Puppies and the POTUS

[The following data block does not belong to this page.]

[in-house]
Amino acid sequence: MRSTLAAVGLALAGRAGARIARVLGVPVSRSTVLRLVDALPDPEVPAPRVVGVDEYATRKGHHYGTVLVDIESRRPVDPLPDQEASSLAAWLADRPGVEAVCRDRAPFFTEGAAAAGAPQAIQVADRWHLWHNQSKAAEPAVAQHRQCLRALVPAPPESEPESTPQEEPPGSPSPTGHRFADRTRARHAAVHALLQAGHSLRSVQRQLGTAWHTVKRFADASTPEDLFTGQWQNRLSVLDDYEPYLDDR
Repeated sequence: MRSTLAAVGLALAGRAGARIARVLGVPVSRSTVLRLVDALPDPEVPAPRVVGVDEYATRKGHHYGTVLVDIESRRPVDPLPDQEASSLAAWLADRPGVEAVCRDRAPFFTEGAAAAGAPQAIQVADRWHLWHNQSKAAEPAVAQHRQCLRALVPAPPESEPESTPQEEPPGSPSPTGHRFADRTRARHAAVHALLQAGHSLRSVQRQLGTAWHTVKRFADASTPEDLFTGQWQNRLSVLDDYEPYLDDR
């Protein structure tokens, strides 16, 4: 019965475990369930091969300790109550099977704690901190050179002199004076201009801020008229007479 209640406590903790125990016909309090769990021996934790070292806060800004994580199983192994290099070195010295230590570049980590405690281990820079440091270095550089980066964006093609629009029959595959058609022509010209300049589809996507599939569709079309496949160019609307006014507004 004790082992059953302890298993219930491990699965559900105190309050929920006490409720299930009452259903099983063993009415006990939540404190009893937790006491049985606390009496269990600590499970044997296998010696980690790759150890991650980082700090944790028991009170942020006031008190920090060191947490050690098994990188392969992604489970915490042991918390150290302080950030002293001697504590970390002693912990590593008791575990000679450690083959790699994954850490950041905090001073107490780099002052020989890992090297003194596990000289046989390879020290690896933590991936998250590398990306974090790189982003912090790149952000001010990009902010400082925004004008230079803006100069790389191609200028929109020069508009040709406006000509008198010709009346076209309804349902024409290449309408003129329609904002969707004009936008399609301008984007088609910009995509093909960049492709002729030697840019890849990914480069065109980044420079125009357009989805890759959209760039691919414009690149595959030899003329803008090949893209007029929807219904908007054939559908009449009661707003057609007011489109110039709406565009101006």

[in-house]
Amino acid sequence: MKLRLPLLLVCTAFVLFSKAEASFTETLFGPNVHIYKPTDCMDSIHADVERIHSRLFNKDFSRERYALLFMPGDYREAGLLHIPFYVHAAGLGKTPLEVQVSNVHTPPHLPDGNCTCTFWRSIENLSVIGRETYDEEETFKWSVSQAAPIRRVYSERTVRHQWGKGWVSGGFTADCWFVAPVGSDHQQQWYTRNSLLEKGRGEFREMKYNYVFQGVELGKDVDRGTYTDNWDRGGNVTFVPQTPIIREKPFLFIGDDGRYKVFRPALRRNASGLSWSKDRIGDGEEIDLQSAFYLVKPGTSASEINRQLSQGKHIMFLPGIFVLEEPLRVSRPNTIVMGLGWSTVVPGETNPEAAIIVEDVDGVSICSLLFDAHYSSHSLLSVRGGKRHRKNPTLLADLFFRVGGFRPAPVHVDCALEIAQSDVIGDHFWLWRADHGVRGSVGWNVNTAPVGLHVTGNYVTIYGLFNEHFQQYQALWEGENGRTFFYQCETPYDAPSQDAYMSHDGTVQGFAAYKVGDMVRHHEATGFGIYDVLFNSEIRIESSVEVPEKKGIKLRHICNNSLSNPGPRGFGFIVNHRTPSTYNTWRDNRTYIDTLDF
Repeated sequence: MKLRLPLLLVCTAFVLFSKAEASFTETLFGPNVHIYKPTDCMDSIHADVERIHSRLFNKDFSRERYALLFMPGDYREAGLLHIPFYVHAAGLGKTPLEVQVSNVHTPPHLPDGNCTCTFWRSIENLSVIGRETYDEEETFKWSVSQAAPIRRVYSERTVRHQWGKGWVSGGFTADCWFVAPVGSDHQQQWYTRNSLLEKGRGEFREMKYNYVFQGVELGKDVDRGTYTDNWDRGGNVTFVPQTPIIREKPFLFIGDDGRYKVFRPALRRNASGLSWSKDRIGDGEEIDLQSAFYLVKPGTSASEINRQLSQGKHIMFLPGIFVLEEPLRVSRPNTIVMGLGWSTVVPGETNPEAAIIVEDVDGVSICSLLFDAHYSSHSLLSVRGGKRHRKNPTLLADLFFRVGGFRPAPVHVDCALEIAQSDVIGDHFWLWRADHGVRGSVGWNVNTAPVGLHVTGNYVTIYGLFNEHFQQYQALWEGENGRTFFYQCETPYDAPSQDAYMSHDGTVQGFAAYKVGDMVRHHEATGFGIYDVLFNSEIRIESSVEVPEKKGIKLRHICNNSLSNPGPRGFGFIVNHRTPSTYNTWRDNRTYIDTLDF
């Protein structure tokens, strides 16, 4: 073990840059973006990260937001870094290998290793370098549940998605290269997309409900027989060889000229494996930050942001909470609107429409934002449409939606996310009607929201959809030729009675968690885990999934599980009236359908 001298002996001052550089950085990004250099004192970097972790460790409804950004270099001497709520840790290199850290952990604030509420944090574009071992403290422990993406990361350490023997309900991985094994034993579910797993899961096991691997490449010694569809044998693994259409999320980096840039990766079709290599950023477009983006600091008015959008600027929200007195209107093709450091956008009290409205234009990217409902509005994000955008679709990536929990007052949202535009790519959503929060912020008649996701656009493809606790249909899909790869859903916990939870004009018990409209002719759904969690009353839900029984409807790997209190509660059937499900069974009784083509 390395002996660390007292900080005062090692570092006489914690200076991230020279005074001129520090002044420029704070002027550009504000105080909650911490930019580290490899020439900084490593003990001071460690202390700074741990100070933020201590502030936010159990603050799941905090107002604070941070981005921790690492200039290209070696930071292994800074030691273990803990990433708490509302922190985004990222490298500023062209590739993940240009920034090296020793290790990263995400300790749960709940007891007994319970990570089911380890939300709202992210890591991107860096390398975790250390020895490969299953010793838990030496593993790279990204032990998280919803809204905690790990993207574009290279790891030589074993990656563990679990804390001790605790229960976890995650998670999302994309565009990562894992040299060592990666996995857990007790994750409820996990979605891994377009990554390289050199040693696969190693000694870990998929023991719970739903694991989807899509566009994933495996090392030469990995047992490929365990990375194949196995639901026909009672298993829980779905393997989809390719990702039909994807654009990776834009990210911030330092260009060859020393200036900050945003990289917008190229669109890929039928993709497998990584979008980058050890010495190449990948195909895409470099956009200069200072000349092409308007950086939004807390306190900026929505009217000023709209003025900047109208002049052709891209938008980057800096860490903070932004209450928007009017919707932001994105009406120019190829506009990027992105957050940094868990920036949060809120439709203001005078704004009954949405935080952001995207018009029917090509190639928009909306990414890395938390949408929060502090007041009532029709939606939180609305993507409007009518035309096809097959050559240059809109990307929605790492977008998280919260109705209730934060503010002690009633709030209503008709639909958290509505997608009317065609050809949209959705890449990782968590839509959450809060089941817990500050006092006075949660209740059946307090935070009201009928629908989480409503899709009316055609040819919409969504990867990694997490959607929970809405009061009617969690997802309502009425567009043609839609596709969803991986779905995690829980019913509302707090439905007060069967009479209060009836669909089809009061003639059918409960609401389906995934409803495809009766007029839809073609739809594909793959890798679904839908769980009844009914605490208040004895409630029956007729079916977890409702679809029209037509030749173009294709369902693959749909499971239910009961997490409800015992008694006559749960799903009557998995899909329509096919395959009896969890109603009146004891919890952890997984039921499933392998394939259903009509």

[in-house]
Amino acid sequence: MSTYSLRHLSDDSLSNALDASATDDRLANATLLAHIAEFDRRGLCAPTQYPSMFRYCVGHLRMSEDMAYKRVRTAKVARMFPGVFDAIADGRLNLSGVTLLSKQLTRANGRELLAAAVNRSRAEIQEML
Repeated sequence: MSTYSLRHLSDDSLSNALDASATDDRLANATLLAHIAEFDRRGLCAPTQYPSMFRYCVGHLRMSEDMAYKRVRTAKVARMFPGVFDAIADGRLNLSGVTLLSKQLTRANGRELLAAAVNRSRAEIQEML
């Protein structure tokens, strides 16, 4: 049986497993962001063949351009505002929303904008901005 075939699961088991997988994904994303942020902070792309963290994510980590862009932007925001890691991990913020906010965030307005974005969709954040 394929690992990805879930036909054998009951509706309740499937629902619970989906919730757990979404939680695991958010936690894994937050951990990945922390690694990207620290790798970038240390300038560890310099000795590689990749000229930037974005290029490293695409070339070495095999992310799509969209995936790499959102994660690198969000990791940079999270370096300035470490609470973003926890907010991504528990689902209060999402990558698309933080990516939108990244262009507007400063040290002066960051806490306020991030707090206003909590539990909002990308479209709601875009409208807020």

(Editor’s note: The following tongue-in-cheek piece claims to be based on recent actual news stories concerning new policies at Southwest Airlines and some 300 Starwood Hotels.) It was a sleepy day in Waco as I languished at the airport. Though a dog day afternoon, the airplane carrying POTUS (President of the United States) was beginning its descent. Excitement abounded at the prospect of the arrival of President George W. Bush. There was little mention that my commuter flight was delayed. I scrounged for left-behind newspapers, batting .500 with one old copy and a current edition. The old paper had a story about Southwest Airlines’ new ticketing requirements for another POTUS passengers of the ultra size. And what’s this in today’s paper about dogs being pampered guests at Starwood Hotels’ Pampered if they weigh under 40 pounds, that is, so here’s yet another POTUS privileges for “pets of the under sized.” It was Friday afternoon and hot; I nodded off. * * * * * In my dream, I was a full-grown Dennis the Menace, making ends meet with two part-time jobs’a ticketing agent for Southwest by day, and a Starwood Hotel desk clerk at night. I couldn’t wait to impose new ticketing rules at SWA and to “greet” over-sized mutts at Starwood. In both cases, I was King Kong; I would decide who was super-sized. I could imagine fuming passengers infuriated at being double-billed, and over-sized dogs wandering around the compound out back instead of luxuriating in their heavenly doggy beds described in the “come on in” literature. There were many slips twixt the cup and the lip. Several passengers objected to the new policy. I explained that maybe management might come up with a derriere box, sort of like the ones used to determine if carry-on luggage was acceptable. There were unprintable expressions of indignation, so I added that before long, we might also have electronic means of determining the maximum area passengers would be allowed to “bottom out.” There already was talk of it’the new DMD machine (derriere-measuring device, or, simply stated, the “size-MO-graph.”) Additional harrummmphhhs followed, so I issued traditional single tickets when I saw hands reaching for my throat. After all, the plane was only half full. * * * * * Ah, additional fun awaited at the hotel. I had read all the promotional literature about new policies to prove that our hotel was “pet friendly.” Bowsers and Fifis were invited to join their masters in four-star suites, where special beds, feeding mats, food bowls, doggy robes and other pooch-pampering “come-ons” beckoned. Here again, I would be the sole judge as to whether canine guests weighed under the 40-pound maximum. The first guest appeared for check-in, and at the other end of the leash, a full-grown sheep dog. “How much does the dog weigh’,” I asked, opting not to begin with the hackneyed hen-weigh joke”. I was sure that the animal, big enough to sub for a sick steed at the pony ride, weighed well above our announced maximum. “Oh, 40-45 pounds,” he answered. A fang was bared, and the dog glared at me. I started to mention that if they jogged around the block a few times, maybe the weight would be okay. But I saw additional fangs bared; there were no hints of canine friendliness. The dog strained at the leash. “Welcome to Starwood,” I said, smiling broadly, pausing to ask another guest about her room preference’smoking or non-smoking, doggy or non-doggy. * * * * * In my dream, I wished to work where I didn’t have to make such weighty decisions. (A friend working at a non-descript hotel laughed at me. “At our place, guests can take in whatever fits through the door,” he joked.) I opted for a “career change,” taking a job sacking groceries. I assumed that I would need to make NO DECISIONS. I would “sack away,” asking only, “Paper or plastic'” The very first customer, however, was tired of making choices. He had to choose between cart or basket, wheat or rye, whole milk or skim, crushed or sliced, cash or charge and debit or credit. When I asked if he wanted paper or plastic, he demanded that I choose. “I can’t,” I answered, “Baggers can’t be choosers.” * * * * * Nap time was over when I heard the announcement, “This is your final boarding call.” Not wide awake’more like narrow awake’I hurried to the plane, joining one other passenger already buckled in for the short flight to Houston. I asked him if he had known prior to arrival at the airport what POTUS means. He did. During the flight, I told him about the “passenger and pet” POTUSes. Meanwhile, Air Force One was touching down. The real POTUS was only miles away from his vacation hiatus in Crawford. Dr. Don Newbury, longtime Texas educator, is now an author/speaker/columnist in Burleson, Texas, a few miles south of senility. He invites readers to contact him by phone at 817-447-3872 or by e-mail, newbury@speakerdoc.com. He is convinced that certain corporate policies are of the CTD variety. (CTD = “circling the drain.”) *Oh, you remember the reference to a hen weigh, and asking, “What’s a hen weigh'” The smart aleck answer was, “Oh, two, two-and-a-half pounds.”

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